What happens if complainant died in the NI Act case?

Question – what happens when a complainant dies in the case of the negotiable Instrument Act? – The answer to the question is yes. As per the legal preposition, on the Death of the complainant in a summons case, the court can permit the legal representative to continue the complaint. That action of the court can not be treated as bad in the eyes of the law.

Before we get the perfect answer to the question, let’s refer to some legal propositions regarding If Death of a complainant. Can the legal heir of the deceased continue to proceed in the cheque bounce case U/s.138 of NI Act?

Sometimes, the complainant dies during the trial of the cheque bounce case, which he files. Then the pendency of the trial the legal heir of the complainant can approach the court to allow him to continue the said proceedings. The court has the power to grant such a type of application under section 302 of the Criminal procedure code,1974. After granting the court’s permission, the legal heir of the complainant can proceed to the trial of S.138 of the NI Act.

Now, to better understand the answer, let’s see which provisions and sections are involved in determining where the legal heir of the complainant can continue to proceed with the complaint that the deceased complainant files.

What does Section 256 of the CrPC say?

Section 256 of CrPC deals with the non-appearance or death of the complainant in the summons cases which trial by the magistrate.

If there is no proper ground to adjourn the case for hearing in the summons case, the court can not acquit the accused under section 256(1) of the CrPC. The magistrate is empowered to continue the case even if the complainant dies during the pendency of the criminal case.

The court is authorized to exercise power under s.256(2) of CrPC in the event of the death of the complainant. The magistrate can not use ipso-facto to terminate the criminal proceedings. The court can exercise its power U/s 302 of the criminal procedure code by allowing any person or prosecution agency for the act of the criminal case. The complaint can not be dismissed, or the accused can not be acquitted or discharged under section 256 or 258 of the Criminal Procedure Code.

In the case of  Ashwin Nanubhai Vyas vs. The State of Maharashtra and Anr. (AIR 1967 SC 983), the Supreme Court rightly observed that the magistrate has the power to grant permission to a relative to act as the complainant and continue to proceed with the case.[1].

In the case of Jimmy Jahangir Madan vs. Bolly Cariyappa Hindley (2004 (12) SCC 509), the Supreme Court held that the heirs of the deceased complainant are allowed to file an application under section 302 of the Crpc to continue to proceed with the trial.[2].

What does Section 302 of the CrPC say?

The provision of this section is easily described in the case of Kushal Kumar Talukdar vs. Chandra Prasad Goenka (2005 CRI. L. J. 599). The Gauhati High Court rightly observed that if the complainant dies during the trial, the magistrate can not proceed on the ground that the deceased- complainant appointed the pleader. But for the end of the justice, the magistrate allows him if the pleader wishes to represent behalf of a deceased complainant who died during the trial. The magistrate has power under s.302 of the CrPC. To allow any person, including the pleader, to conduct the act upon trial. However, the appearance person can not complete the case as a deceased pleader, but he can proceed as a person which the court permits for the prosecution purpose.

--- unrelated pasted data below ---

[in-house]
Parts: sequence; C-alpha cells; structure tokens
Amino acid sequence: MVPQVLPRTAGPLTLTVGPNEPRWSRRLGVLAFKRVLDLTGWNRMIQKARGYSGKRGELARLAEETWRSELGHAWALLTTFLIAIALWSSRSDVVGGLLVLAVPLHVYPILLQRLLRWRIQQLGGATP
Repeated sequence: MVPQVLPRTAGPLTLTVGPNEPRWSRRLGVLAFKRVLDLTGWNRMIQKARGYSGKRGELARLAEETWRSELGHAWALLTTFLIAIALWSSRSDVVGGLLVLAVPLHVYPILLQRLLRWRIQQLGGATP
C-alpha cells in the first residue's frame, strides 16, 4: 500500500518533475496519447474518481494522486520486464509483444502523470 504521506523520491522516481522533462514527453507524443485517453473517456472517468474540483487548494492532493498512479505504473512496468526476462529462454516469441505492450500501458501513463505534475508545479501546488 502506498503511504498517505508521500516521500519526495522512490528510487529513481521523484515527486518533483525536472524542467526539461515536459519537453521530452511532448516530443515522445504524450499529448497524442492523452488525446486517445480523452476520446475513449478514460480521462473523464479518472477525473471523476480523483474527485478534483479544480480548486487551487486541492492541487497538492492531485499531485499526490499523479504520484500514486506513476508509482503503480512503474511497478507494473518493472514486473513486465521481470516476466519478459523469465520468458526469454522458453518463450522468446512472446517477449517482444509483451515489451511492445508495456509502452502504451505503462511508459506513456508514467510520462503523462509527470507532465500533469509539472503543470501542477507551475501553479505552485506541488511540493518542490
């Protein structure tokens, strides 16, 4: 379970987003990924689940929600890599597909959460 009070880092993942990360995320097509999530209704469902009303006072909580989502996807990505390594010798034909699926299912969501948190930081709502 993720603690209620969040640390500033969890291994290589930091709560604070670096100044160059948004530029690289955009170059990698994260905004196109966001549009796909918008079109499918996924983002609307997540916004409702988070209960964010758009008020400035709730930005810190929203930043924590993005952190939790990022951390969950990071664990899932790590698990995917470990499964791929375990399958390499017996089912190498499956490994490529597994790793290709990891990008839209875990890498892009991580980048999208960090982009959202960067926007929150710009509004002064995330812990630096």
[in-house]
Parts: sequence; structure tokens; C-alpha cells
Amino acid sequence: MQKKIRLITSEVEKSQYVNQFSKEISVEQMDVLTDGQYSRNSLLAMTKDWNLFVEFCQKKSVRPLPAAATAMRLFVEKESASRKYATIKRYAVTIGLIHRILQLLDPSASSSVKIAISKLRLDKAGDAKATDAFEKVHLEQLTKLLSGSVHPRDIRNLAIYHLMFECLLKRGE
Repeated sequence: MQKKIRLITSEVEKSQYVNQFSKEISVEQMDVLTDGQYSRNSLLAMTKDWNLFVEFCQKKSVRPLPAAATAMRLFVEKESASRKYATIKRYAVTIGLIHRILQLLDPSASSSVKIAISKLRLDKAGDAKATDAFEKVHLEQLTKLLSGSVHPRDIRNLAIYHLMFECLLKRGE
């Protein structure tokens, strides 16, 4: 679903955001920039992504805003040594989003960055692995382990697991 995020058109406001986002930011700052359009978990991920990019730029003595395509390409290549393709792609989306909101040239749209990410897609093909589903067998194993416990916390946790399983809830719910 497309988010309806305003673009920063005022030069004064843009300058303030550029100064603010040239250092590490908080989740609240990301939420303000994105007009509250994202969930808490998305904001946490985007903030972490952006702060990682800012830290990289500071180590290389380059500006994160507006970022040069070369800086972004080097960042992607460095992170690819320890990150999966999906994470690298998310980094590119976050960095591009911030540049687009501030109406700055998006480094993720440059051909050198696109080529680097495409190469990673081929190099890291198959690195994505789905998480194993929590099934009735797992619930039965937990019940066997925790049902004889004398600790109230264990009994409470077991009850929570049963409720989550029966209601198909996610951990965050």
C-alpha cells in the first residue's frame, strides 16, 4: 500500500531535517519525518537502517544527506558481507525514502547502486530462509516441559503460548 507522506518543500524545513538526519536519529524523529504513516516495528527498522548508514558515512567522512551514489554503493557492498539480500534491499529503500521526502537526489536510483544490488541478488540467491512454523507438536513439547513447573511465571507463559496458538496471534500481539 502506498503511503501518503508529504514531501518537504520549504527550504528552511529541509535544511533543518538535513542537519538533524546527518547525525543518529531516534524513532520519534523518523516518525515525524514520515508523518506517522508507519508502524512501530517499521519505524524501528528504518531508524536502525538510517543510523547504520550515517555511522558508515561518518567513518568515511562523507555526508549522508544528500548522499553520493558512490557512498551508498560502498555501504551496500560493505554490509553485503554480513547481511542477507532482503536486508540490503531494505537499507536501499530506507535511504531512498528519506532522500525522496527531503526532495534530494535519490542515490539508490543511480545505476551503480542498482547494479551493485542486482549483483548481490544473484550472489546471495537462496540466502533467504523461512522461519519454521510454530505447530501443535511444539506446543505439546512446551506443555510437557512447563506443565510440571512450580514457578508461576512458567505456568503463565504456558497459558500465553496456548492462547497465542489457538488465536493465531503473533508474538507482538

Here the role of the pleader is changed; he does appear on the base of permission given by the magistrate under the provision of s.302 of the act. But not as a pleader who is appointed by the deceased compliant.[3].

In the case of Om saran vs. Mrs.Satya Dhawan (1990 CriLJ 1619), the Delhi High court held that, if the complainant did not appear in the court or if died during the pendency of the trial. The magistrate has to decide the accused can be acquittal or not with proper reason. The magistrate can continue such proceedings against the accused and can adjourn the case in the event of died of the complainant of the case.[4].

Conclusion 

Now the question of if the heirs of the complainant can be allowed to continue the trial. The answer is given in the above discussion in detail that; under section 302 of the CrPC, the magistrate has authority to grant a relative of the complainant to continue if the complainant died during the pendency of the trial. So now we can say that if a complainant dies in the case of the negotiable Instrument Act, any person or representative of the deceased complainant can continue the trial with the court’s permission and continue to act and prosecute the case.

Reference 

(1) Ashwin Nanubhai Vyas vs The State of Maharashtra and Anr. (AIR 1967 SC 983).

(2) Jimmy Jahangir Madan vs Bolly Cariyappa Hindley (2004 (12) SCC 509).

(3) Kushal Kumar Talukdar vs. Chandra Prasad Goenka (2005 CRI. L. J. 599).

(4) Om saran vs Mrs.Satya Dhawan (1990 CriLJ 1619).

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